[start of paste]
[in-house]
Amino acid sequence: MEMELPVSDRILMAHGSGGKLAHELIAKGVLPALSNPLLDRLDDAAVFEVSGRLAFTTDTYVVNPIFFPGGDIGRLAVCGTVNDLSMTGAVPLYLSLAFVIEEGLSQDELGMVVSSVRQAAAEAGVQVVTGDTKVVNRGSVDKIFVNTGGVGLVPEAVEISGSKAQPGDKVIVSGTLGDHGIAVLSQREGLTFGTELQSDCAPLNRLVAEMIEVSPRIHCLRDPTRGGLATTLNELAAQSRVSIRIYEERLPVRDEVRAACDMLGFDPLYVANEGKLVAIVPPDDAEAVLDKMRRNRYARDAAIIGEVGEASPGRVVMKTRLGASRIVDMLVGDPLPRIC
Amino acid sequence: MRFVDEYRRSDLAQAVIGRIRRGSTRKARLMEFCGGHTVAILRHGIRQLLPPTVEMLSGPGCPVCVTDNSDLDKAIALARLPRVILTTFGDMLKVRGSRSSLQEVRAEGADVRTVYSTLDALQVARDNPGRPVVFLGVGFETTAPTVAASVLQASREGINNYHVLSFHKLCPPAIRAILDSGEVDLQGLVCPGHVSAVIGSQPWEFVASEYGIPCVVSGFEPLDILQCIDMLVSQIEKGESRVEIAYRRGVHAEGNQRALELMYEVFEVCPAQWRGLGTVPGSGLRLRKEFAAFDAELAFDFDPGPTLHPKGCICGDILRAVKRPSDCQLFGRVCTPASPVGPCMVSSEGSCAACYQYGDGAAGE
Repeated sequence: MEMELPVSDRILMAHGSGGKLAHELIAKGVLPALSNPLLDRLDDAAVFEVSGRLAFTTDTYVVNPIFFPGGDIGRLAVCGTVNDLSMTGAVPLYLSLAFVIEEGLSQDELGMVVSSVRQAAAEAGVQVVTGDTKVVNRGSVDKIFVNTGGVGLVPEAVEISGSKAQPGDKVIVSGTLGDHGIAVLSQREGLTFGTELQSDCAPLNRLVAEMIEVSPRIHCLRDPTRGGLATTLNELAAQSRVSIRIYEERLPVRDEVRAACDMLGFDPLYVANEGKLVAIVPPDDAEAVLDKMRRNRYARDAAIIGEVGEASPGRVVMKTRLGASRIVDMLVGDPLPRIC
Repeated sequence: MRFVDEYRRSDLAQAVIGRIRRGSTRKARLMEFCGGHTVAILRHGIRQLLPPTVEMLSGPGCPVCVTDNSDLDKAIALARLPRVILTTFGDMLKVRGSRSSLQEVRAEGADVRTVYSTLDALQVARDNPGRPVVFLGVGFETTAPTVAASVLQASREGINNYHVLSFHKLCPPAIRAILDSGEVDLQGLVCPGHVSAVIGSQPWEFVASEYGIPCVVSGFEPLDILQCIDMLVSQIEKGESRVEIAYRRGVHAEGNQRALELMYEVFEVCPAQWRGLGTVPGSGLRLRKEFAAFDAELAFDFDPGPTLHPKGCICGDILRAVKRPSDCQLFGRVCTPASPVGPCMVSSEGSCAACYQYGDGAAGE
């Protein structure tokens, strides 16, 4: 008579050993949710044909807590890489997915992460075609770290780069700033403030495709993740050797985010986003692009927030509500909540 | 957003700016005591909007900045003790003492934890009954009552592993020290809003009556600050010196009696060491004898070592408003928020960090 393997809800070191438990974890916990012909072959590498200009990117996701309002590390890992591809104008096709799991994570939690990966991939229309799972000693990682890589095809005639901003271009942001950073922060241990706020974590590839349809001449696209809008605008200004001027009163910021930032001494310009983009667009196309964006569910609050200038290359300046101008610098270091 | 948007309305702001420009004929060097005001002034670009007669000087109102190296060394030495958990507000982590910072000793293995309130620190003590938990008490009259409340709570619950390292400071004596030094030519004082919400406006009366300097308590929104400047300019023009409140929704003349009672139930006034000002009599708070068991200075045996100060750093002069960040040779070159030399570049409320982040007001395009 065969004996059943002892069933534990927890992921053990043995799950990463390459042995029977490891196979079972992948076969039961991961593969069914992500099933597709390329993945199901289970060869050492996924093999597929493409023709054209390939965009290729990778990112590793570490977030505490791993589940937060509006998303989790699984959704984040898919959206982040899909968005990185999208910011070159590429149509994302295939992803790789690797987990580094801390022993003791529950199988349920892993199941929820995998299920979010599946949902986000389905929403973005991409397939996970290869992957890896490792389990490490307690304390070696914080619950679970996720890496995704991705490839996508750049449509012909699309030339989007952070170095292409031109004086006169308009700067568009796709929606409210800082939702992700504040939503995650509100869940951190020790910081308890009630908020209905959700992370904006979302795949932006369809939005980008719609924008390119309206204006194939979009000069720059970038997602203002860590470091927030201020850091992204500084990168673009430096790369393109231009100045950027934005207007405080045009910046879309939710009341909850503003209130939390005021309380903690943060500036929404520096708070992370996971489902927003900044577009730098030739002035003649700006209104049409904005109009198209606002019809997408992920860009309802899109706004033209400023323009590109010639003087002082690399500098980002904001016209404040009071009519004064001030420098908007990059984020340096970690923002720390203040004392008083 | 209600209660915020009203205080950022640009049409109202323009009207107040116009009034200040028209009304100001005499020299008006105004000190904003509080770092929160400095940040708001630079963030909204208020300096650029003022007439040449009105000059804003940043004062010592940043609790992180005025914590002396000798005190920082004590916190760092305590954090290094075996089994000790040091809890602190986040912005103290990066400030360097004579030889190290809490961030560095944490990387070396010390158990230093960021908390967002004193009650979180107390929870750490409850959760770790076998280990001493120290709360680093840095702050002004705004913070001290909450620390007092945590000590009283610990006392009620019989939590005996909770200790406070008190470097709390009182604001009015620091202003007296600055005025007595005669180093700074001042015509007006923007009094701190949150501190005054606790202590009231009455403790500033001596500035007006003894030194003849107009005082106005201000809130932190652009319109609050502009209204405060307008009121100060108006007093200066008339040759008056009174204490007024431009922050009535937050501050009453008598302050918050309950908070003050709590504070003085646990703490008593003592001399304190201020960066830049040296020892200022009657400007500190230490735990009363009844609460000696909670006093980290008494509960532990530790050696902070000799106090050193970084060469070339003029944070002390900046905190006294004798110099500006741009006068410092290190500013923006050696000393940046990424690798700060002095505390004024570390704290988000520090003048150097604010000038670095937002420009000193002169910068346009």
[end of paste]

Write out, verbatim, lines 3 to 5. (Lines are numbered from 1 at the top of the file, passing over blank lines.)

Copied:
Amino acid sequence: MRFVDEYRRSDLAQAVIGRIRRGSTRKARLMEFCGGHTVAILRHGIRQLLPPTVEMLSGPGCPVCVTDNSDLDKAIALARLPRVILTTFGDMLKVRGSRSSLQEVRAEGADVRTVYSTLDALQVARDNPGRPVVFLGVGFETTAPTVAASVLQASREGINNYHVLSFHKLCPPAIRAILDSGEVDLQGLVCPGHVSAVIGSQPWEFVASEYGIPCVVSGFEPLDILQCIDMLVSQIEKGESRVEIAYRRGVHAEGNQRALELMYEVFEVCPAQWRGLGTVPGSGLRLRKEFAAFDAELAFDFDPGPTLHPKGCICGDILRAVKRPSDCQLFGRVCTPASPVGPCMVSSEGSCAACYQYGDGAAGE
Repeated sequence: MEMELPVSDRILMAHGSGGKLAHELIAKGVLPALSNPLLDRLDDAAVFEVSGRLAFTTDTYVVNPIFFPGGDIGRLAVCGTVNDLSMTGAVPLYLSLAFVIEEGLSQDELGMVVSSVRQAAAEAGVQVVTGDTKVVNRGSVDKIFVNTGGVGLVPEAVEISGSKAQPGDKVIVSGTLGDHGIAVLSQREGLTFGTELQSDCAPLNRLVAEMIEVSPRIHCLRDPTRGGLATTLNELAAQSRVSIRIYEERLPVRDEVRAACDMLGFDPLYVANEGKLVAIVPPDDAEAVLDKMRRNRYARDAAIIGEVGEASPGRVVMKTRLGASRIVDMLVGDPLPRIC
Repeated sequence: MRFVDEYRRSDLAQAVIGRIRRGSTRKARLMEFCGGHTVAILRHGIRQLLPPTVEMLSGPGCPVCVTDNSDLDKAIALARLPRVILTTFGDMLKVRGSRSSLQEVRAEGADVRTVYSTLDALQVARDNPGRPVVFLGVGFETTAPTVAASVLQASREGINNYHVLSFHKLCPPAIRAILDSGEVDLQGLVCPGHVSAVIGSQPWEFVASEYGIPCVVSGFEPLDILQCIDMLVSQIEKGESRVEIAYRRGVHAEGNQRALELMYEVFEVCPAQWRGLGTVPGSGLRLRKEFAAFDAELAFDFDPGPTLHPKGCICGDILRAVKRPSDCQLFGRVCTPASPVGPCMVSSEGSCAACYQYGDGAAGE